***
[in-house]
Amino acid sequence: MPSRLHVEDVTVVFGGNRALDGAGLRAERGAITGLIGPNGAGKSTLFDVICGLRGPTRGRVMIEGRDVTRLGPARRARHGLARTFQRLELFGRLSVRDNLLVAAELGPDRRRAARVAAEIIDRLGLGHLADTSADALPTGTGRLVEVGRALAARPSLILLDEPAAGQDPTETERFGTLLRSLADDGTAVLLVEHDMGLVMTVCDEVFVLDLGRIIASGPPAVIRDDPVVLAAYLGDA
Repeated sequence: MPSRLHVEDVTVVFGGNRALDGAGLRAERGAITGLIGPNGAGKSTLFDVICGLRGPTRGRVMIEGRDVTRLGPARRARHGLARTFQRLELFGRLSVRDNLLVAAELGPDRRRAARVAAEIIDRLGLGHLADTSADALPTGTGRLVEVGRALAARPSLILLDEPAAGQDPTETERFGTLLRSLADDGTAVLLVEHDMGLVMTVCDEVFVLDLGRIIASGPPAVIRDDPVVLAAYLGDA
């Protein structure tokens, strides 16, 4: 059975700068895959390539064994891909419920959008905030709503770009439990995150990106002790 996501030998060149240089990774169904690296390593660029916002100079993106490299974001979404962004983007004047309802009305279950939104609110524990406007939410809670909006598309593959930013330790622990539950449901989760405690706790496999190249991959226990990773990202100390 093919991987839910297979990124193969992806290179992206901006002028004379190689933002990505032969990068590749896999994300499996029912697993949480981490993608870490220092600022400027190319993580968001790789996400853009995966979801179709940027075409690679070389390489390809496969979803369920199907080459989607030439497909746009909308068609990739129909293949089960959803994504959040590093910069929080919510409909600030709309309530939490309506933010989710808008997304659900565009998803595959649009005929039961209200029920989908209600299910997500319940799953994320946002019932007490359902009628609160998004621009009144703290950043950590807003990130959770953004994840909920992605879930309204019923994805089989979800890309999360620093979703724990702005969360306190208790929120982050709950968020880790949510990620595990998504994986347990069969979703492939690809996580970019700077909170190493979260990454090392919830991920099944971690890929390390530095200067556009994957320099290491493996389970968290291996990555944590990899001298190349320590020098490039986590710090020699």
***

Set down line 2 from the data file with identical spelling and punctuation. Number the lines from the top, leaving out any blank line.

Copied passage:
Amino acid sequence: MPSRLHVEDVTVVFGGNRALDGAGLRAERGAITGLIGPNGAGKSTLFDVICGLRGPTRGRVMIEGRDVTRLGPARRARHGLARTFQRLELFGRLSVRDNLLVAAELGPDRRRAARVAAEIIDRLGLGHLADTSADALPTGTGRLVEVGRALAARPSLILLDEPAAGQDPTETERFGTLLRSLADDGTAVLLVEHDMGLVMTVCDEVFVLDLGRIIASGPPAVIRDDPVVLAAYLGDA